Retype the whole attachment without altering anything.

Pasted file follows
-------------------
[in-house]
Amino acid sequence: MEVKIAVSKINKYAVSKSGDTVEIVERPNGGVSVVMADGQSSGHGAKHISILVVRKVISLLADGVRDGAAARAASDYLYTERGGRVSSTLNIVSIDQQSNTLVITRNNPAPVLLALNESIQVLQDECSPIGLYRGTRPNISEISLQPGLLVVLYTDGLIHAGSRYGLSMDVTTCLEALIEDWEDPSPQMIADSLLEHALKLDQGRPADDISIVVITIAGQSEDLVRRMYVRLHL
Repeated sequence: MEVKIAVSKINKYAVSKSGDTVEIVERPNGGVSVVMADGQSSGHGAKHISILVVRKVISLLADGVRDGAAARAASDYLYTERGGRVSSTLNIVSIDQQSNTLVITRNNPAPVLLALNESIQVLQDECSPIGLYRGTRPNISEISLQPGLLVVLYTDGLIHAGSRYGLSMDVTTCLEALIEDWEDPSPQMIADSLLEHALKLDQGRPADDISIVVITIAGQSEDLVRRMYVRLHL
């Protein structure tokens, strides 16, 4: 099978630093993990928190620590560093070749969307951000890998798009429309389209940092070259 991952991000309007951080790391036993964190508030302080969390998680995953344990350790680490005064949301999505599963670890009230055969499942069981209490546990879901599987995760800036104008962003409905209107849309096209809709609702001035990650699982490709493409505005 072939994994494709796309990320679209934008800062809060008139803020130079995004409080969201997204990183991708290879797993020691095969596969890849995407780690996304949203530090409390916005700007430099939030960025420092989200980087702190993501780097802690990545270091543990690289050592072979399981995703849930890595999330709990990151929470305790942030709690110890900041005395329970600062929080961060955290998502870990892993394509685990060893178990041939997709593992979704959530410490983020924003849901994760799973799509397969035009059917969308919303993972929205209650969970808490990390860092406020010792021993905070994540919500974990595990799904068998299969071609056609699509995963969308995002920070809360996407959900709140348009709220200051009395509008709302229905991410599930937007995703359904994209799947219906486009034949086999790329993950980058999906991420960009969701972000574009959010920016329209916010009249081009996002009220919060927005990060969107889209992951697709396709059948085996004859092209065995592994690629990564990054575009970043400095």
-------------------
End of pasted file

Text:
[in-house]
Amino acid sequence: MEVKIAVSKINKYAVSKSGDTVEIVERPNGGVSVVMADGQSSGHGAKHISILVVRKVISLLADGVRDGAAARAASDYLYTERGGRVSSTLNIVSIDQQSNTLVITRNNPAPVLLALNESIQVLQDECSPIGLYRGTRPNISEISLQPGLLVVLYTDGLIHAGSRYGLSMDVTTCLEALIEDWEDPSPQMIADSLLEHALKLDQGRPADDISIVVITIAGQSEDLVRRMYVRLHL
Repeated sequence: MEVKIAVSKINKYAVSKSGDTVEIVERPNGGVSVVMADGQSSGHGAKHISILVVRKVISLLADGVRDGAAARAASDYLYTERGGRVSSTLNIVSIDQQSNTLVITRNNPAPVLLALNESIQVLQDECSPIGLYRGTRPNISEISLQPGLLVVLYTDGLIHAGSRYGLSMDVTTCLEALIEDWEDPSPQMIADSLLEHALKLDQGRPADDISIVVITIAGQSEDLVRRMYVRLHL
């Protein structure tokens, strides 16, 4: 099978630093993990928190620590560093070749969307951000890998798009429309389209940092070259 991952991000309007951080790391036993964190508030302080969390998680995953344990350790680490005064949301999505599963670890009230055969499942069981209490546990879901599987995760800036104008962003409905209107849309096209809709609702001035990650699982490709493409505005 072939994994494709796309990320679209934008800062809060008139803020130079995004409080969201997204990183991708290879797993020691095969596969890849995407780690996304949203530090409390916005700007430099939030960025420092989200980087702190993501780097802690990545270091543990690289050592072979399981995703849930890595999330709990990151929470305790942030709690110890900041005395329970600062929080961060955290998502870990892993394509685990060893178990041939997709593992979704959530410490983020924003849901994760799973799509397969035009059917969308919303993972929205209650969970808490990390860092406020010792021993905070994540919500974990595990799904068998299969071609056609699509995963969308995002920070809360996407959900709140348009709220200051009395509008709302229905991410599930937007995703359904994209799947219906486009034949086999790329993950980058999906991420960009969701972000574009959010920016329209916010009249081009996002009220919060927005990060969107889209992951697709396709059948085996004859092209065995592994690629990564990054575009970043400095």